The profit increase comes as pressure mounts on Prime Minister Shinzo Abe and his “Abenomics.” Monetary easing and fiscal stimulus haven’t been enough to accelerate the economic recovery without the “third arrow” of structural reform, even as a weaker currency stokes some exporters’ profit.
Gross domestic product rose at an annualized 1.9 percent in the quarter ended in September, down from 3.8 percent the previous quarter, the Cabinet Office reported last week.
The growth slowdown draws attention to the lingering question of whether companies benefitting from Abenomics will return the favor by investing more and raising wages to stimulate the broader economy.
Cash per share for all companies in the Topix index climbed to ¥597 in the same quarter, 49 percent more than a year earlier, the fastest growth and the highest since at least 2004.
A sustainable economic recovery requires automakers to increase capital spending, spreading new business from parts makers to materials producers and construction companies, said Keiichi Ito, a quantitative strategist at SMBC Nikko Securities Inc.
The increase in profit last quarter hasn’t been enough to spark such a surge across the economy. Companies eased off on capital-spending growth in the second quarter and failed to step up exports. Corporate investment increased 0.7 percent, down from 4.4 percent.
Abe needs to motivate companies that are still in cost-cutting mode, said Ito of SMBC Nikko.
For Sony Chief Executive Officer Kazuo Hirai, the unexpected loss in the three months ended September dashed expectations that the country’s biggest electronics exporter was back on track after a record loss in fiscal 2012. The slump prompted questions about the company’s course since Hirai took over in April 2012 from Howard Stringer, who oversaw four straight annual losses.
“Sony’s ability to change tack and act early when conditions deteriorate will be tested,” Masahiro Ono and Hiroshi Taguchi, analysts at Morgan Stanley MUFG Securities Co. , wrote in a report dated last Thursday. “Asset sales to obtain cash flow and maintain net profitability are more likely to accelerate.”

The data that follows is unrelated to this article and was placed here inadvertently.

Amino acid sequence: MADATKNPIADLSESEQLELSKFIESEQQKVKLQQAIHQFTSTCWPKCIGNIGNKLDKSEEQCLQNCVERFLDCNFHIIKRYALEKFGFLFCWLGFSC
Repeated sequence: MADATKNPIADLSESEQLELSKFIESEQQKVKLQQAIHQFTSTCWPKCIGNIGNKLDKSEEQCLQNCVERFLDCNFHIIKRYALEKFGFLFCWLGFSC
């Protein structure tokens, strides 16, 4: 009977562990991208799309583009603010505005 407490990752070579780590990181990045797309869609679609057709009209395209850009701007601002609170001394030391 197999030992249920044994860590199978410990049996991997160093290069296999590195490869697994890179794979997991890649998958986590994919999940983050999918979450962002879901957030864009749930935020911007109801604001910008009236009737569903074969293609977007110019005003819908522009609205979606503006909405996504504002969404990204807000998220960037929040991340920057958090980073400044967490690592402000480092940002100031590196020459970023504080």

Hirai, 52, is holding on to unprofitable units even as consumers shift to tablets and smartphones, markets dominated by Apple Inc. and Samsung Electronics Co.
“Sony has to get out of a lot businesses and they are going too slow,” said Edwin Merner, the president in Tokyo of Atlantis Investment Research Corp., which manages about $300 million in assets. “The president is failing and if he continues to behave the way he has, the company will fail.”
Sony has dropped 1.7 percent, while Panasonic has climbed 7.6 percent in Tokyo trading since Oct. 31, the day both companies reported earnings.
Companies including Japan Tobacco Inc. and Nissan are taking the opportunity to revamp operations.
Japan Tobacco, Asia’s largest listed cigarette seller, said it will take steps to reduce costs in Japan, where demand is slumping. The company plans to cut 1,600 jobs and close four factories in Japan to boost profitability, it said Oct. 30, a day before announcing quarterly earnings. Net income jumped 65 percent to ¥139 billion in the second quarter to September as sales rose 12 percent to ¥611.2 billion.
“People are looking at companies already showing recovery signs and asking whether they’d take this opportunity to clean up their business structure,” said Ito of SMBC Nikko. “That process is going to be absolutely necessary for a recovery.”